November 2015

May our Building be renewed for Holy Space and Mission!

This is a sermon I did not get to preach. You may recall I was working my way through a series on the Five Prayers of Calvary when I was sidetracked for surgery and out for a Sunday. But this prayer is too important to drop. So here’s a shortened version.

The People of God express their faith journey through their dwellings. As Churchill famously said, we shape our buildings and then our buildings shape us. For the people of God it may be the Tabernacle that teaches reverence for God even while on a journey through the wilderness. It may be the Temple that teaches them the value of boundaries and what it means to worship God “in the beauty of holiness.” It may be the synagogue where the furniture focuses the worshipper to the front where the scrolls of God’s word wait to be read and applied. It might be the house church of the New Testament where forty or so people gather to worship Lord Jesus in hymns and songs and share the fellowship meal.

Or it may be this building of red brick and mortar located at 700 Market Street, Lemoyne, adorned in stained glass windows and crowned with a ten foot red cross. In this building we worship God and pass the faith to the next generation. Here we order the life of our congregation and minister to the urgent needs of others.

In my time at Calvary, three years this December, I would describe our relation to the building as “reactive.” The building holds the script; we’ve tried to play our parts. First there was a long list of issues the Insurance company identified as potentially hazardous. Some of them such as the highway dividers for the parking lot next door took a couple of thousand dollars. Others like the exhaust system for the oven in the kitchen took ten times that. Then there was those well used items that simply gave out: repairs here, replacements there, some a few hundred dollars, one, the AC unit, several thousand.

If our prayer had been, “May our building be maintained for holy space and mission,” our prayer would have been answered. We have reacted well. But our prayer is not for maintenance; it is for improvement. Through the last few months we have identified the area just to the left of sanctuary, the Adult Sunday School Room, as our main receiving area for visitors to the worship service and many of our ministries. And we are agreed that in many ways this area is “lost in the sixties,” or maybe even the fifties. It has some glaring defects such as inadequate handicap accessible restrooms. And it has some cosmetic defects such as dim lighting and dated ceiling, flooring and windows.

I am asking if we have turned a corner on a new season in our congregational story. I am asking if instead of waiting for the next shoe to drop, or at least before the next shoe drops, could we start to do some serious improvement on our building, especially in the area of the public interface, the place where our guests form their first impressions of the building and of the congregation that dwells here?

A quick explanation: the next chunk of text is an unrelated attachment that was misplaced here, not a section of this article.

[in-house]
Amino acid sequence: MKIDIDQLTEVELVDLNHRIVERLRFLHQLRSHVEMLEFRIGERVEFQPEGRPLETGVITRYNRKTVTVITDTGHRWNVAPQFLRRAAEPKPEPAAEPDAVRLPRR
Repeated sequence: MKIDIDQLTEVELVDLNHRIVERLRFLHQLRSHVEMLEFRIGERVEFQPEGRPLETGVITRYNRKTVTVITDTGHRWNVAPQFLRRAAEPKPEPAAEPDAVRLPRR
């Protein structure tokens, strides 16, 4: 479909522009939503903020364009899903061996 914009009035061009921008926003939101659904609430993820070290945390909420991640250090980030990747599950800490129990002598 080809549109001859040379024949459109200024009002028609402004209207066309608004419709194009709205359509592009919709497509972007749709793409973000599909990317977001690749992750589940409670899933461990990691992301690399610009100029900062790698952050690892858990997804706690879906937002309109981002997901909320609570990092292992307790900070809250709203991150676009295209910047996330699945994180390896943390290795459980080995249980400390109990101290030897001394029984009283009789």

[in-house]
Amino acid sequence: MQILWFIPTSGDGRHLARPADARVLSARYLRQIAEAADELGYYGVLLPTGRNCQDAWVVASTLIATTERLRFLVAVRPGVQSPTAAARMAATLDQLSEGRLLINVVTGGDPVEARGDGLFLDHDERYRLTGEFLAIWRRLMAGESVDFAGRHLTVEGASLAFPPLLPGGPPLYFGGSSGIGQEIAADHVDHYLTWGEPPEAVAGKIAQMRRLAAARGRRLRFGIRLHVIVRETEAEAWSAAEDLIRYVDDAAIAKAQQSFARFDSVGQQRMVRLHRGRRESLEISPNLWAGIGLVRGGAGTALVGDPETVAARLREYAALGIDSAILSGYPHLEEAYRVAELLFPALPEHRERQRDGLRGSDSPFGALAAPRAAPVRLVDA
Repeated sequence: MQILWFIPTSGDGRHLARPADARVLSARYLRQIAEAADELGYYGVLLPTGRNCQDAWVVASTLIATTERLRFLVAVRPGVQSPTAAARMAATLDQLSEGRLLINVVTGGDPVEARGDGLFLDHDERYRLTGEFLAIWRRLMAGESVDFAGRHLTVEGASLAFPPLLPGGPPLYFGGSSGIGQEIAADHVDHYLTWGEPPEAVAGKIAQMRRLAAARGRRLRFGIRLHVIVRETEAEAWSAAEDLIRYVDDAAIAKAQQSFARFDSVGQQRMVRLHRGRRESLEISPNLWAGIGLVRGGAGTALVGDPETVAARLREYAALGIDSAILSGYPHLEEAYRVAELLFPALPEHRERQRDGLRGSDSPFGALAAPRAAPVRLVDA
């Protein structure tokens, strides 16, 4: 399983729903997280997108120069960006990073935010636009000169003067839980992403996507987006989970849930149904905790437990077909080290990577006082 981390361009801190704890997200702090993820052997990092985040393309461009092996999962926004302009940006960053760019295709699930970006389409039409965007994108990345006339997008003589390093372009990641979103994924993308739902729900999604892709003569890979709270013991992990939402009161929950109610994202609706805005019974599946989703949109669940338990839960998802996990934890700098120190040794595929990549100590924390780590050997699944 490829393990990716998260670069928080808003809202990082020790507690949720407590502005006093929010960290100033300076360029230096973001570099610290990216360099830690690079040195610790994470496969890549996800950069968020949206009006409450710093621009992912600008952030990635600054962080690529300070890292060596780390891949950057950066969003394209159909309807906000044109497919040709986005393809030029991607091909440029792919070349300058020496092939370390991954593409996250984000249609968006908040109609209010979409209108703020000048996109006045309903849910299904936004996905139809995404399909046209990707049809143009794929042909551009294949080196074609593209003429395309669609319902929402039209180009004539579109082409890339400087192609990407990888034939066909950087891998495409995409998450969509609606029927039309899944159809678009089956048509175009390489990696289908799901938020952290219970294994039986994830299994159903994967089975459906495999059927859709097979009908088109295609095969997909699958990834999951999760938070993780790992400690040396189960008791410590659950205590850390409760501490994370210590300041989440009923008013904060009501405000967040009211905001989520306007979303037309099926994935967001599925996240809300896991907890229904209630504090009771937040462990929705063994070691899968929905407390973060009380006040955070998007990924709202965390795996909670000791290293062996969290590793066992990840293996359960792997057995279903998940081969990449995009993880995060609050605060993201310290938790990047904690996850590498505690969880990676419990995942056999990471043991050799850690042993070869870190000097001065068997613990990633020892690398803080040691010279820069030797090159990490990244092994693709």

The Council has agreed and the Trustees have engaged an engineer to do a study of our former Adult Sunday School area and to come back to us with some images, concepts, plans, and budget projections that we could use should we decide that we wanted to get serious about addressing the untapped hospitality potential of this building. We will be sharing some of that information in the weeks ahead.

For now I invite you to join me in the question. Have we turned the corner on a new season in the congregational story where we not only maintain but also improve our building for holy space and mission? May it be so!

Pastor Lew

 

September 2015

What would Jesus say now?

The first confession of the first Christians was simple: “Jesus is Lord!” It was a daring statement. The monotheistic Jews among them knew they were applying God-talk to the man from Nazareth. The Romans among them understood that if Jesus is Lord no Emperor could be. And persons from all walks of life, the high and the humble found purpose and direction in obedience to the Risen One. What the first Christians experienced they hoped for others, that one day “every knee shall bow, every tongue confess that Jesus Christ is Lord.”

Jesus got bigger when he became Lord! I know that may sound odd, but hear me out. When God raised Jesus on the third day and vindicated Jesus’ claims to be the Father’s Chosen One, Jesus was elevated above his environment. He was no longer poster boy for a first century Judean Jew. He was Lord and potential Lord for Greeks, Egyptians, Ethiopians in the first century and persons on the Lower West Shore in the twenty-first century. It had to be that way if every knee were to bow and tongue confess. Jesus must be able to establish his lordship in our time and place too.

But a Lord talks back! A Lord is not a window manikin you can dress to suit your whims, Lord Jesus as progressive Democrat, say, or Lord Jesus as conservative Republican. The Lord deflects our projections onto him whether they come from ignorance or cynical motives. “I am who I am,” says Jesus like Yahweh before him, “deal with it!”

In the sermons this fall I ask the question, “What would Jesus say now?” I will try my best to do what every preacher should: get out of the way and let Lord Jesus speak for   himself. But I don’t want the Jesus who is stuck in the past. And I don’t want the Jesus we invent to promote our causes today. Just, Lord Jesus. I look forward to your participation in the Sunday worship. The adult class will study the texts and subjects in detail at 9:00 AM in Fellowship Hall. The Book Study for this series will be N. T. Wright’s Simply Jesus. May this autumn see an abundant of harvest of spiritual growth as together we reaffirm the lordship of Jesus Christ.

Pastor Lew

 

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